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How America's Shale Revolution Could Loosen Russia's Grip on Europe

VADUZ, Liechtenstein, April 2, 2014 /PRNewswire/ --

Russia's control over energy supplies and distribution systems in Ukraine and Western Europe could be reduced if the United States relaxed energy exports. Diminishing Russia's economic leverage over Ukraine and Western Europe could be a key component of America's policy response to the Crimea crisis, writes Nick Loris from The Heritage Foundation in World Review.

'The US has antiquated and unnecessary restrictions on exporting liquefied natural gas (LNG) and crude oil, and its government could consider lifting these restrictions as a priority,' he says. 'The US could wrest control over European energy markets and supplies crossing Ukraine by taking the lead in a broad liberalisation of global energy markets.'

Policy-makers have called for restrictions to be lifted on natural gas exports because of Ukraine's reliance on Russian energy. But companies wanting to export natural gas have to first obtain approval from both the United States Federal Energy Regulatory Commission (FERC) and the Department of Energy (DOE). This is automatically authorised if the country has a free trade agreement (FTA) with the United States but there are none with European countries.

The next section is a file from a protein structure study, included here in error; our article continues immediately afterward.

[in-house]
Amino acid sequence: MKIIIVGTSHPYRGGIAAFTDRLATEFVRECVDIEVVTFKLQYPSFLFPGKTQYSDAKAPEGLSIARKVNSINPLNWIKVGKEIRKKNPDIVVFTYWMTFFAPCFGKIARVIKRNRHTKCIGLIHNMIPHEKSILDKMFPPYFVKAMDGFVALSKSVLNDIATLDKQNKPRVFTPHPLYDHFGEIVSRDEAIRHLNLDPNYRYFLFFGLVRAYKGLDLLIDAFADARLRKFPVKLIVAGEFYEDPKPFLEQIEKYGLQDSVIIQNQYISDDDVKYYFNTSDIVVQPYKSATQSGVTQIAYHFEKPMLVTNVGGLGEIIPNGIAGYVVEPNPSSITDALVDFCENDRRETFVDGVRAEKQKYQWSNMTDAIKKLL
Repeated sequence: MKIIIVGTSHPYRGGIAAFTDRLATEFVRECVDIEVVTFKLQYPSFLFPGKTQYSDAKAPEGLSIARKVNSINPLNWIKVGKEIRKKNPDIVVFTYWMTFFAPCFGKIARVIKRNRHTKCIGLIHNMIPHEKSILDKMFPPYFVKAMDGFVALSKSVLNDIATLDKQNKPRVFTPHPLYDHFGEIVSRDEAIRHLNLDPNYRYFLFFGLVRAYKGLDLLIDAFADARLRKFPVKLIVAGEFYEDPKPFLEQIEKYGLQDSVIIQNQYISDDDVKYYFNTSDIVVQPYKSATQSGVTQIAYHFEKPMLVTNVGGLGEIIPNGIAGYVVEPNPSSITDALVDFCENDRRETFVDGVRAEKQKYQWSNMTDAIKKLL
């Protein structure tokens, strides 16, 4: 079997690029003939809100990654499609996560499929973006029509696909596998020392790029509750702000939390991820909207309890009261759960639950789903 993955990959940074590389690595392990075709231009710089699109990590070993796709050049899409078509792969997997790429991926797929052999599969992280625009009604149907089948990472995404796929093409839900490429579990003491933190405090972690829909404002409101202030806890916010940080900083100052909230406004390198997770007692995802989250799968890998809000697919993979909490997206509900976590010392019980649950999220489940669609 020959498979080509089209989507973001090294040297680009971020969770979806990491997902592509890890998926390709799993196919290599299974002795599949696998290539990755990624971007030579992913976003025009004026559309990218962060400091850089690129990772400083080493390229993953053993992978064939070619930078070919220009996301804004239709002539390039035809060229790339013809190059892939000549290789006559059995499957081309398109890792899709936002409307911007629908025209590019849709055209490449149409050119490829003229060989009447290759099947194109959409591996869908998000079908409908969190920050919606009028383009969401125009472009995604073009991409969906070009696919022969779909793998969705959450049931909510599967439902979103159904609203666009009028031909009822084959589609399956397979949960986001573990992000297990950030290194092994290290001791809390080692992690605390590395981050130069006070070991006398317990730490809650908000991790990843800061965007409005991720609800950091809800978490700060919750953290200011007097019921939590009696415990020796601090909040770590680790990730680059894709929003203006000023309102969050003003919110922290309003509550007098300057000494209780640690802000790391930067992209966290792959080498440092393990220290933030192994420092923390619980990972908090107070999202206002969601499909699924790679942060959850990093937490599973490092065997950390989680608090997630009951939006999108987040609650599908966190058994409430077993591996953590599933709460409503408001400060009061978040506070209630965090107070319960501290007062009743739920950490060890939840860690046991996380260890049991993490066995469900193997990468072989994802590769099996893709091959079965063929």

'The decision to export natural gas should be a business decision, not a political one and natural gas should be treated as any other good traded around the world,' he adds.

Opening markets would provide a diversity of suppliers and greater energy supplies for the global market. 'This is likely to result in lower prices and would provide more choice for countries like Ukraine in the not so distant future,' he says.

'Providing that choice would diminish Russia's power. Establishing free market reforms and increasing energy supplies would help to prevent future incidents and price shocks in Ukraine and globally.'

However, as American natural gas exports and exports from around the world attempt to undermine Russian influence over Ukraine and Western Europe, Mr Putin is likely to counteract that by undercutting exports with artificially lower prices.

'Russia's ability to sell gas at artificially low prices could scare off potential importers,' he says.

Read the full World Review report here.

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About the author 

World Review author Nick Loris is an economist who focuses on energy, environmental and regulatory issues as the Herbert and Joyce Morgan fellow at The Heritage Foundation in Washington, DC.

He researches and writes about energy markets, energy subsidies, and policy ideas which will return the energy economy to a more market-oriented one. He also articulates the benefits of free market environmentalism in Heritage's Roe Institute for Economic Policy Studies.


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